Session: The Complexity of Collaborative Practice: Benefits and Challenges As Mutually-Informing (Society for Social Work and Research 23rd Annual Conference - Ending Gender Based, Family and Community Violence)

95 The Complexity of Collaborative Practice: Benefits and Challenges As Mutually-Informing

Friday, January 18, 2019: 9:45 AM-11:15 AM
Union Square 21 Tower 3, 4th Floor (Hilton San Francisco)
Cluster: Organizations & Management (O&M)
Marianna Colvin, PhD, Florida Atlantic University, Shari Miller, PhD, University of Georgia and Leslie Meskin, MSW, Florida Atlantic University
When considering the grand challenges of the 21st century world, effective and meaningful collaboration in community-service settings is essential, and includes key efforts like the use of multi-disciplinary teams in schools and hospitals, contracted services, and fostering integration between large-scale systems like child welfare and behavioral health. The complexities of inter-organizational, multi- and inter-disciplinary, and interprofessional responses parallel the complexity of the issues they are designed to address. When considering a Grand Challenge like the call to end “Gender Based, Family, and Community Violence”, it becomes evident that no one profession can go it alone. Given the complexity and variability of collaboration, and the practice settings within which it manifests, an empirically-informed and enhanced understanding of the benefits of inter-organizational practice is critical to guide practitioners, administrators, and policy-makers in their attempts to navigate current and shifting service landscapes.

There is a prominent focus in the literature on the challenges of collaboration, with much less-emphasis placed on examining benefits. This roundtable focuses on the necessary intersection of benefits and challenges in informing the extent to which collaborative practices can serve as a vehicle to address the needs of vulnerable populations. To lay the groundwork for discussion, panelists will first offer an evidence-informed model detailing benefits and challenges of collaboration. The model emerged out of a mixed-methods network analysis, with data derived from 80 organizations in a community-practice setting and reflects perspectives on collaboration from diverse stakeholders active in human service delivery. Participants will likewise be invited to apply a multi-stakeholder view of benefits with recognition that benefits arguably manifest at different, sometimes distinct, and sometimes interchangeable levels - the client/community-level, organizational-level, and a network-level, whereby benefits can be experienced collectively by a network as a separate functioning entity. While identifying specific benefits and challenges, the model provides support for the idea that any single measure of collaborative performance is problematic and a portion of the roundtable discussion will be dedicated to hearing different perspectives among panelists and participants about how scholars, administrators, and policy-makers conceptualize, foster, and measure the products of collaborative practice, specifically viewing collaboration as a dynamic construct reciprocally related to inter-organizational and practice context.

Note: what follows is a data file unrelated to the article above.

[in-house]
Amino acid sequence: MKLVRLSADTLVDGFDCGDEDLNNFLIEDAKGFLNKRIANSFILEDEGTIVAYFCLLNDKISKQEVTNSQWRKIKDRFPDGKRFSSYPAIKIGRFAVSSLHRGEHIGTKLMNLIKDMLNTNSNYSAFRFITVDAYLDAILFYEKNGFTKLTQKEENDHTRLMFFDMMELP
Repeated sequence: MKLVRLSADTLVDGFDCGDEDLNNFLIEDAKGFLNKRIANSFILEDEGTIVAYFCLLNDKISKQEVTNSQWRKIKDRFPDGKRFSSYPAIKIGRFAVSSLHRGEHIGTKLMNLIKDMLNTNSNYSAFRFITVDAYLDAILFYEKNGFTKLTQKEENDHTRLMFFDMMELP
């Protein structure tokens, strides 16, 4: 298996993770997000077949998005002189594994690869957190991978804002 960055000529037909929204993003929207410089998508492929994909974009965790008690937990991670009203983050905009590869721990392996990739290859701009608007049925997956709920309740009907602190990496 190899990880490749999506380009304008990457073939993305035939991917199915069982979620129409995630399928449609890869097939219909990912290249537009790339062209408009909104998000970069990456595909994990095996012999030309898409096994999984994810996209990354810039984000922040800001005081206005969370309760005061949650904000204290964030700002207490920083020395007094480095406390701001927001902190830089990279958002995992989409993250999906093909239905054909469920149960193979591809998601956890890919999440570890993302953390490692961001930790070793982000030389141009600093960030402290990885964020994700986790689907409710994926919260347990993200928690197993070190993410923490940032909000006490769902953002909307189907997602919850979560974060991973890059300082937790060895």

A component of this discussion will emphasize a potential thread between challenges and benefits and whether the benefits of collaboration are achievable without adaptation informed specifically by overcoming challenges. In the interest of prompting dialogue, facilitators will use applied examples to invite participants to consider the reciprocal intersection between the two and discuss avenues for how to build a deeper and more pragmatic understanding of the complex interrelationship between challenges and benefits with the goal to maximize the latter. In this discussion, benefits and challenges will be conceptualized as mutually-informing and an exploration of the mechanisms related to network adaptation will be considered, including the wide‐ranging considerations for designing and studying the scope and goals of inter-organizational relationships. By recognizing with clarity and greater precision the benefits of collaboration, organizations and communities can be better prepared to hone how they implement networked practice.

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